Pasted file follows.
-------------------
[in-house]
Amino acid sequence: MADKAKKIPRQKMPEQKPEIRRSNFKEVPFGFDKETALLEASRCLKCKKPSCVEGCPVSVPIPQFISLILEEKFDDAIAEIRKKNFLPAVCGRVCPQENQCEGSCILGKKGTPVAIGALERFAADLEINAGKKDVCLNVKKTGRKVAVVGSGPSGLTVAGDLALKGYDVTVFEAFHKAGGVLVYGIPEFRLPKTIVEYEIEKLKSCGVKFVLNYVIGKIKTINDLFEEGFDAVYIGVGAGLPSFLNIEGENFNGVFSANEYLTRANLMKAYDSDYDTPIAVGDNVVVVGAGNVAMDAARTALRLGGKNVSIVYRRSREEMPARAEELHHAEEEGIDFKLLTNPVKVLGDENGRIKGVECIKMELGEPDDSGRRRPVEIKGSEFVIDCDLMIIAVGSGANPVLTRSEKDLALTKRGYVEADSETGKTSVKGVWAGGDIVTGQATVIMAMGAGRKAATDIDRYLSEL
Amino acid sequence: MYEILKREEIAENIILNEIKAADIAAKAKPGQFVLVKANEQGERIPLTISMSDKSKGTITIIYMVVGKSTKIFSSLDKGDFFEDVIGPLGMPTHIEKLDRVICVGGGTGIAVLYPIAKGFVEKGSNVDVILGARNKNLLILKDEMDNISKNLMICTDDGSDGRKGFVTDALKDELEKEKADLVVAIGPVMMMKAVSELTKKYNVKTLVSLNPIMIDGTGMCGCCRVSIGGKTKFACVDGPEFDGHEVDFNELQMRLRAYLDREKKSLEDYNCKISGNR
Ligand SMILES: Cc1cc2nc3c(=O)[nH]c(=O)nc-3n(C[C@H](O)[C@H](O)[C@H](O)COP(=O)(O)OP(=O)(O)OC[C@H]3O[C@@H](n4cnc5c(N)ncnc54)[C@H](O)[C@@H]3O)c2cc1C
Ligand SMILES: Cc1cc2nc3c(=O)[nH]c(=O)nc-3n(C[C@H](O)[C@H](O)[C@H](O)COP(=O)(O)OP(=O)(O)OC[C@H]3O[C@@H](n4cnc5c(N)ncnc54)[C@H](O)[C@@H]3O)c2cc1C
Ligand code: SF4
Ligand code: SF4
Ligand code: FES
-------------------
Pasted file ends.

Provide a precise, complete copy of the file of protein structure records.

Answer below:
[in-house]
Amino acid sequence: MADKAKKIPRQKMPEQKPEIRRSNFKEVPFGFDKETALLEASRCLKCKKPSCVEGCPVSVPIPQFISLILEEKFDDAIAEIRKKNFLPAVCGRVCPQENQCEGSCILGKKGTPVAIGALERFAADLEINAGKKDVCLNVKKTGRKVAVVGSGPSGLTVAGDLALKGYDVTVFEAFHKAGGVLVYGIPEFRLPKTIVEYEIEKLKSCGVKFVLNYVIGKIKTINDLFEEGFDAVYIGVGAGLPSFLNIEGENFNGVFSANEYLTRANLMKAYDSDYDTPIAVGDNVVVVGAGNVAMDAARTALRLGGKNVSIVYRRSREEMPARAEELHHAEEEGIDFKLLTNPVKVLGDENGRIKGVECIKMELGEPDDSGRRRPVEIKGSEFVIDCDLMIIAVGSGANPVLTRSEKDLALTKRGYVEADSETGKTSVKGVWAGGDIVTGQATVIMAMGAGRKAATDIDRYLSEL
Amino acid sequence: MYEILKREEIAENIILNEIKAADIAAKAKPGQFVLVKANEQGERIPLTISMSDKSKGTITIIYMVVGKSTKIFSSLDKGDFFEDVIGPLGMPTHIEKLDRVICVGGGTGIAVLYPIAKGFVEKGSNVDVILGARNKNLLILKDEMDNISKNLMICTDDGSDGRKGFVTDALKDELEKEKADLVVAIGPVMMMKAVSELTKKYNVKTLVSLNPIMIDGTGMCGCCRVSIGGKTKFACVDGPEFDGHEVDFNELQMRLRAYLDREKKSLEDYNCKISGNR
Ligand SMILES: Cc1cc2nc3c(=O)[nH]c(=O)nc-3n(C[C@H](O)[C@H](O)[C@H](O)COP(=O)(O)OP(=O)(O)OC[C@H]3O[C@@H](n4cnc5c(N)ncnc54)[C@H](O)[C@@H]3O)c2cc1C
Ligand SMILES: Cc1cc2nc3c(=O)[nH]c(=O)nc-3n(C[C@H](O)[C@H](O)[C@H](O)COP(=O)(O)OP(=O)(O)OC[C@H]3O[C@@H](n4cnc5c(N)ncnc54)[C@H](O)[C@@H]3O)c2cc1C
Ligand code: SF4
Ligand code: SF4
Ligand code: FES